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Could your greengrocer hold the secret to happiness?

The following article is written by nutritionist Associate Professor Tim Crowe from Deakin University’s School of Exercise and Nutrition Sciences.

Eating fruits and vegetables is good for your health in so many different ways. Now in the first major scientific study of its kind, eating more of these powerhouse foods has been linked to a substantial increase in peoples’ happiness levels.

Fruits and vegetables have an abundance of health benefits. But despite the scientific evidence of their benefits, we don’t eat enough of these foods. In Australia, just 6% of people eat the recommended amount of vegetables each day. For fruit, only half eat the recommended number of serves.

In the search for perhaps a different angle to promote the health benefits of fruits and vegetables, researchers are looking at their link with psychological health. Previous research has found some interesting associations with fruit and vegetable consumption and improved psychological health. But what is lacking is a large-scale study to really solidify this link.

Using a large sample of more than 12,000 randomly selected people in Australia, researchers were able to track their diet, health, happiness, life satisfaction and wellbeing from 2009 to 2013.

The key to happiness?

So what was the key finding? Happiness, life satisfaction and wellbeing all went up for each extra daily portion of fruits and vegetables eaten. And this was after making allowance for factors such as changing incomes and personal circumstances. The happiness health links reached a peak at eight servings a day of fruits and vegetables. The improvements in mental health were seen within 24 months of increasing the amount of fruits and vegetables eaten.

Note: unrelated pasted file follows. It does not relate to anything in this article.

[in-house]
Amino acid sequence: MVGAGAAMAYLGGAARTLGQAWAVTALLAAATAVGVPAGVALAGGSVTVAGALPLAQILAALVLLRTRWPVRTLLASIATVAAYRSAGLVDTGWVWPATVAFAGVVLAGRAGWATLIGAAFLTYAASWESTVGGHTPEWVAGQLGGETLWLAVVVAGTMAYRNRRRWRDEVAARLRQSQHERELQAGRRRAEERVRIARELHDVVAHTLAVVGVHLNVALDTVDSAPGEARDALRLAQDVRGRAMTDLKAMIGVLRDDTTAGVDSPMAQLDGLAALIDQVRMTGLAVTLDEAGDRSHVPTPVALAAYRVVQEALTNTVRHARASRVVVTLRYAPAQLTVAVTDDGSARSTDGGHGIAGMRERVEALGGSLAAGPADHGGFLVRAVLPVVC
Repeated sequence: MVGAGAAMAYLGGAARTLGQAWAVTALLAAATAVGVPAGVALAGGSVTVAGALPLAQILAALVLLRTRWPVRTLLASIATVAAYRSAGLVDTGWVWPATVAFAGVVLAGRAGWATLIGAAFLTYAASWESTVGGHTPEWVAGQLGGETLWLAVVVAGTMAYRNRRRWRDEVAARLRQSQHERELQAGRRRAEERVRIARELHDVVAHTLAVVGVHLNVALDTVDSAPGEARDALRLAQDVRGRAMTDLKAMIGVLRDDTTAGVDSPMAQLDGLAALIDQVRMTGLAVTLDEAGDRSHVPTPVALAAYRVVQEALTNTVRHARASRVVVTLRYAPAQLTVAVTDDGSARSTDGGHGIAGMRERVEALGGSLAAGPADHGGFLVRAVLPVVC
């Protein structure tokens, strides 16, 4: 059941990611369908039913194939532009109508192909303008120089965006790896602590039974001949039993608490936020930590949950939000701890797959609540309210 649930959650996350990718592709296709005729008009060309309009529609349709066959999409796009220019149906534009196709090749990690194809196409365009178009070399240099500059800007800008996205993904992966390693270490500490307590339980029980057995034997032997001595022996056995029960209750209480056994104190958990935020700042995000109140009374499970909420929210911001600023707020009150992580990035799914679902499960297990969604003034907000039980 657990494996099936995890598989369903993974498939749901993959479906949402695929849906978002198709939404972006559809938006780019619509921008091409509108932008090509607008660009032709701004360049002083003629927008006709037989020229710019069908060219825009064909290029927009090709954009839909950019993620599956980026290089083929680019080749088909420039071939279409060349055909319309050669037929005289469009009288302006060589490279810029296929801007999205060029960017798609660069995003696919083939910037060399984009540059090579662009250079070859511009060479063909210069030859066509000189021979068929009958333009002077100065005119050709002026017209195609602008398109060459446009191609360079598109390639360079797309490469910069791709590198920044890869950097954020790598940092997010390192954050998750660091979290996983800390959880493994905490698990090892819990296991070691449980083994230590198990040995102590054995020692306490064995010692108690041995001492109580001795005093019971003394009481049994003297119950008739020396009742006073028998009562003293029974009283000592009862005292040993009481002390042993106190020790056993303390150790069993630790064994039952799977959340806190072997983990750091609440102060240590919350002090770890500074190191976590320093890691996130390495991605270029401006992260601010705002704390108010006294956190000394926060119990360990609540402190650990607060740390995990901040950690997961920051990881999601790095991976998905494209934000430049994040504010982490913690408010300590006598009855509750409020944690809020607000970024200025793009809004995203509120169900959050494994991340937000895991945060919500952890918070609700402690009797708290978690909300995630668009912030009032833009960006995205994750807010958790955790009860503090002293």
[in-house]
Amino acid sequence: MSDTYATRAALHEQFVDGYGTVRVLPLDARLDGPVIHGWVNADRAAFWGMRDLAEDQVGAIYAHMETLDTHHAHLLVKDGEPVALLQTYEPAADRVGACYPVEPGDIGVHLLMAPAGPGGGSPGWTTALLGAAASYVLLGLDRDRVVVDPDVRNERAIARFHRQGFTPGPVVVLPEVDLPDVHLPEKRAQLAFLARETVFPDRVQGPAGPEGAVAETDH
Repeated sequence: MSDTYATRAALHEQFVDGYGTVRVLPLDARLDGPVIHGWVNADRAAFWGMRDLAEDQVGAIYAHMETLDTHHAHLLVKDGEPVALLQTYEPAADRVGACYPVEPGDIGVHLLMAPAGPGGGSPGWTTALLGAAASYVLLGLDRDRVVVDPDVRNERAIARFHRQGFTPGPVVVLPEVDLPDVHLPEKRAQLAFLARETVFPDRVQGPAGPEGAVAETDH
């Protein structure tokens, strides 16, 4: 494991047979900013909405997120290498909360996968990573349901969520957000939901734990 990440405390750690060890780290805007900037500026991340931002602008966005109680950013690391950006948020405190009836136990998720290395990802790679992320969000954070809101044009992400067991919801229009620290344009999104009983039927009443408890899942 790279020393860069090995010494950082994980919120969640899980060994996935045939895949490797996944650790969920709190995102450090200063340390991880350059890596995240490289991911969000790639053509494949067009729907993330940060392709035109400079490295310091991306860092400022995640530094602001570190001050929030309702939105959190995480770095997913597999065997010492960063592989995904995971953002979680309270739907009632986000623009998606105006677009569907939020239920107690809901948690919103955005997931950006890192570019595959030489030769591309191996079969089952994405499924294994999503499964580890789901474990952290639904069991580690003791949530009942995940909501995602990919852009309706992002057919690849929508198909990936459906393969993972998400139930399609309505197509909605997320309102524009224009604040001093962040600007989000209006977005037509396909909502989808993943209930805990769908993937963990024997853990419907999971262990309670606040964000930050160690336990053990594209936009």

The research team took it one step further and compared the mental health improvements to life changing situations. Someone going from eating no fruits and vegetables to eating eight portions a day for example, could experience an increase in life satisfaction equivalent to moving from unemployment to employment.

Finally the researchers looked at the effect of a pro-active fruit and vegetable consumption campaign on dietary habits. Here they found a link between the intensity of the campaign, its outcomes in people eating more fruit and veg, and positive mental health benefits.

A challenge in getting a person to want to eat more healthy food is that health benefits may take decades to materialise. That green salad today may (or may not) mean a lower risk of cancer in 30 years. On that time-scale, the mental health benefits linked to eating more fruits and vegetables are more immediate. And seeing improved mental health would help to reinforce the positive dietary change.

There are likely many reasons to explain a link between eating more fruits and vegetables and wellbeing. Higher levels of antioxidants is one possibility. Then there is the role of fibre in supporting a healthy population of gut bacteria. Gut fermentation products can act directly on the brain, potentially altering mood and behaviour.

What it all means

Diet and mental health is a rapidly growing research field. We can expect more research to come to light linking the benefits of plant-based foods with improved mental health. Rather than long-term, less-immediate benefits, future health campaigns will have a new angle to focus on. Who doesn’t want to feel happier?

Want to study food and nutrition further? Check out Deakin University’s range of courses in nutrition and dietetics. This piece first appeared on Tim Crowe’s website Thinking Nutrition, where you can find more information on eating and living well, exercise and weight management. 

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Tim Crowe
Tim Crowe

Associate Professor in Nutrition, School of Exercise and Nutrition Sciences, Deakin University
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